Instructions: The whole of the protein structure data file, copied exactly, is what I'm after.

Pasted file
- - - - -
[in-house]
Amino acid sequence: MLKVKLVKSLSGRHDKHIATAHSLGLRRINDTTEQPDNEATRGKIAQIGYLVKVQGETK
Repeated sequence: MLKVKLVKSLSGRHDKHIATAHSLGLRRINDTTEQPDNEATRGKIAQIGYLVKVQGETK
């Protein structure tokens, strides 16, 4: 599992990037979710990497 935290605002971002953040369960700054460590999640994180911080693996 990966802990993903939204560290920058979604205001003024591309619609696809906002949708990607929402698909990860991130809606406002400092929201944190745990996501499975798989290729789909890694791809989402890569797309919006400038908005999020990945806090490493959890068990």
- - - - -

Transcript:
[in-house]
Amino acid sequence: MLKVKLVKSLSGRHDKHIATAHSLGLRRINDTTEQPDNEATRGKIAQIGYLVKVQGETK
Repeated sequence: MLKVKLVKSLSGRHDKHIATAHSLGLRRINDTTEQPDNEATRGKIAQIGYLVKVQGETK
């Protein structure tokens, strides 16, 4: 599992990037979710990497 935290605002971002953040369960700054460590999640994180911080693996 990966802990993903939204560290920058979604205001003024591309619609696809906002949708990607929402698909990860991130809606406002400092929201944190745990996501499975798989290729789909890694791809989402890569797309919006400038908005999020990945806090490493959890068990």